June 17, 2019

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Getting Workers’ Compensation for Permanent Disability

Iowa’s insurance laws define certain major injuries that are permanent in nature, and that involve certain areas of the body as qualifying for workers’ compensation permanent disability benefits.  These benefits may be partial or total.

The main difference between a permanent partial disability and permanent total disability is that partial disability does not entirely prevent the worker from eventually going back to work, and earning a living. However, an ongoing total disability injury will stop the employee from returning to work or performing any productive work.

Permanent Total Disability versus Permanent Partial Disability

Under the law, injuries to these areas of the body are considered permanent total.

  • Back
  • Hips
  • Shoulders
  • Neck

Other types of injuries are eligible for permanent partial disability benefits and are called schedule member injuries. For example, if you suffer an injury to your leg, hand or foot, the workers’ compensation system will calculate the degree of permanency of your wounds. This permanency amount will depend on the level of severity of the impairment that you suffered as a result of the injury.

Factors that Determine Disability Rating

Apart from the areas of the body that the injury has affected, there are other factors that the workers’ compensation system will consider in order to determine how the injury affects your ability to return to work and earn a living.

The system will consider factors that are seemingly unrelated to the injury like the following.

  • Your age
  • Education level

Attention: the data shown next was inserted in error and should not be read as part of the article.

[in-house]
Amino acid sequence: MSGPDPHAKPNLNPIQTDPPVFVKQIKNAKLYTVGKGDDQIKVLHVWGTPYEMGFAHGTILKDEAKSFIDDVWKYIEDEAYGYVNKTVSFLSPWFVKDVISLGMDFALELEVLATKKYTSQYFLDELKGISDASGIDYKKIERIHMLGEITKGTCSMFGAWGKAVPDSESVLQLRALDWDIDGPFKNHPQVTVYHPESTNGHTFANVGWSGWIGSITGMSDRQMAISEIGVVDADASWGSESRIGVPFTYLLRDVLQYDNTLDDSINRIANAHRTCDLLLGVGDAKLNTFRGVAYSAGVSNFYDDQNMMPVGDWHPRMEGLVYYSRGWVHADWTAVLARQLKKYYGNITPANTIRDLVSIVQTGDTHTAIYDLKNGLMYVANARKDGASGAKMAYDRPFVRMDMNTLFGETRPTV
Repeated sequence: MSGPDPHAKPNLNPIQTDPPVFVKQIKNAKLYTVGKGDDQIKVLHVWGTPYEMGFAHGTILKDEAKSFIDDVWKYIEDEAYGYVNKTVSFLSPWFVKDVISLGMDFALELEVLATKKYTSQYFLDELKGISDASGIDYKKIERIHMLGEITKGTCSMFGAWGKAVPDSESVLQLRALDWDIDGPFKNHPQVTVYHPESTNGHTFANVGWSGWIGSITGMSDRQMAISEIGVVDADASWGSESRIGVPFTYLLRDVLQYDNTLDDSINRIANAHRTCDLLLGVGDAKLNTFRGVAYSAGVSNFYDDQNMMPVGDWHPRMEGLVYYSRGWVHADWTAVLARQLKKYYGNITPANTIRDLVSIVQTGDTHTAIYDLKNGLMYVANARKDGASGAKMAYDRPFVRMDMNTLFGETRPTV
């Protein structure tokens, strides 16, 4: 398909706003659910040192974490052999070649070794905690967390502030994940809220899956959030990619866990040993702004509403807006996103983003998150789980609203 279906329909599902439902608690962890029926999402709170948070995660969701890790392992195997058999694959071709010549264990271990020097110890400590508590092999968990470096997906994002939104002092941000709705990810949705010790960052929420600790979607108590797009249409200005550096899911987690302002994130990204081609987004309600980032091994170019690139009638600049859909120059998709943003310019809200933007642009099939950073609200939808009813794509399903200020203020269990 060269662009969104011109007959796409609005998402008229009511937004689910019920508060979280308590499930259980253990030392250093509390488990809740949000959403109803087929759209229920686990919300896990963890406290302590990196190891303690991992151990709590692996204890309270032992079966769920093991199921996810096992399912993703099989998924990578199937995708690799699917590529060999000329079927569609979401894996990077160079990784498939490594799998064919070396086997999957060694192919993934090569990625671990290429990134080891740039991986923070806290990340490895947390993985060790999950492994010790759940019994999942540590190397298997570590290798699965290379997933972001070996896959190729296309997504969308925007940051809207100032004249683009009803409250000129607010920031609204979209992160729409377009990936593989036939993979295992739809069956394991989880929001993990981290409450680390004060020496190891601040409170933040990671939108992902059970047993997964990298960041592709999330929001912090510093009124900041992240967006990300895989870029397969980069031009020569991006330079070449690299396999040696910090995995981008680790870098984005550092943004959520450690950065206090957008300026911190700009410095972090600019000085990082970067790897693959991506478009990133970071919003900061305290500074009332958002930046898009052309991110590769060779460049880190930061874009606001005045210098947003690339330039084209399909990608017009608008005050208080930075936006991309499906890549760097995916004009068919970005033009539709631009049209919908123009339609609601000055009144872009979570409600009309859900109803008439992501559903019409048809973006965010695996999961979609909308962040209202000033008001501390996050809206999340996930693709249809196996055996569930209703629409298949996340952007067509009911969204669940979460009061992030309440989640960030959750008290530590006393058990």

• Life expectancy

Other factors including your impairment rating, and the functional limitations imposed on you by the damage are also considered when the workers’ compensation system determines the impact of your disability on your ability to work.

Needless to say, determining the nature of your disability is challenging, and it’s important to talk to a workers’ compensation attorney for legal advice about determining whether the injuries that you have suffered qualify you for permanent partial disability or permanent total disability benefits. Determination of your disability is typically based on a medical test that is performed by a doctor chosen by your employer or the insurance company.

The doctor will conduct medical examinations to determine the percentage of disability you have suffered. If you do not agree with the physician’s assessment of your disability and believe that he has assigned you a far too- low disability rating, then you may want to get another test performed by another doctor. You have every right to another opinion by another medical practitioner.

Speak to a workers’ compensation lawyer at Walker, Billingsley & Bair to determine how you can get another medical opinion to determine your disability: (515) 440-2852.

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